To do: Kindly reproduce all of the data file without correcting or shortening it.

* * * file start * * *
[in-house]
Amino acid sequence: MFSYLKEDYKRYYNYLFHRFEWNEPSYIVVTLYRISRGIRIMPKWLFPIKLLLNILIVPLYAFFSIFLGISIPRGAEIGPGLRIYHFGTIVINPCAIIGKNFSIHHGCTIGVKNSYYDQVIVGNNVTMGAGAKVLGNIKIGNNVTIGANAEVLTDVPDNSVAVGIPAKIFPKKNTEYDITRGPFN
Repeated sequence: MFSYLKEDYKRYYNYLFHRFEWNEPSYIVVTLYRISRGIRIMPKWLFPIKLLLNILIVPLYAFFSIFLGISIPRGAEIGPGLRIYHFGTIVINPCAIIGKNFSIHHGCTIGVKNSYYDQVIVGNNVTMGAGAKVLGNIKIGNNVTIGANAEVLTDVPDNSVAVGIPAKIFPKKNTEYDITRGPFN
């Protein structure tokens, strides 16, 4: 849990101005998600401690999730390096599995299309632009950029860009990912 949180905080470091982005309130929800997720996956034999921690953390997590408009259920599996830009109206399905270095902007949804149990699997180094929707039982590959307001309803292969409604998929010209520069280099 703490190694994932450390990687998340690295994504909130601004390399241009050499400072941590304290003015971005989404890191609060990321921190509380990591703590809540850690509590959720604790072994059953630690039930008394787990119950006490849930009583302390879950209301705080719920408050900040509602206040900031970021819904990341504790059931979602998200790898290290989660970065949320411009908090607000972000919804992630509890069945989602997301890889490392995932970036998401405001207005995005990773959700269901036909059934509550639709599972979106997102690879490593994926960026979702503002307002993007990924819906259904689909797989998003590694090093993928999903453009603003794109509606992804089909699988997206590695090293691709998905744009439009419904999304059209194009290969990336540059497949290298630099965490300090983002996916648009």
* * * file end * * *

[in-house]
Amino acid sequence: MFSYLKEDYKRYYNYLFHRFEWNEPSYIVVTLYRISRGIRIMPKWLFPIKLLLNILIVPLYAFFSIFLGISIPRGAEIGPGLRIYHFGTIVINPCAIIGKNFSIHHGCTIGVKNSYYDQVIVGNNVTMGAGAKVLGNIKIGNNVTIGANAEVLTDVPDNSVAVGIPAKIFPKKNTEYDITRGPFN
Repeated sequence: MFSYLKEDYKRYYNYLFHRFEWNEPSYIVVTLYRISRGIRIMPKWLFPIKLLLNILIVPLYAFFSIFLGISIPRGAEIGPGLRIYHFGTIVINPCAIIGKNFSIHHGCTIGVKNSYYDQVIVGNNVTMGAGAKVLGNIKIGNNVTIGANAEVLTDVPDNSVAVGIPAKIFPKKNTEYDITRGPFN
């Protein structure tokens, strides 16, 4: 849990101005998600401690999730390096599995299309632009950029860009990912 949180905080470091982005309130929800997720996956034999921690953390997590408009259920599996830009109206399905270095902007949804149990699997180094929707039982590959307001309803292969409604998929010209520069280099 703490190694994932450390990687998340690295994504909130601004390399241009050499400072941590304290003015971005989404890191609060990321921190509380990591703590809540850690509590959720604790072994059953630690039930008394787990119950006490849930009583302390879950209301705080719920408050900040509602206040900031970021819904990341504790059931979602998200790898290290989660970065949320411009908090607000972000919804992630509890069945989602997301890889490392995932970036998401405001207005995005990773959700269901036909059934509550639709599972979106997102690879490593994926960026979702503002307002993007990924819906259904689909797989998003590694090093993928999903453009603003794109509606992804089909699988997206590695090293691709998905744009439009419904999304059209194009290969990336540059497949290298630099965490300090983002996916648009």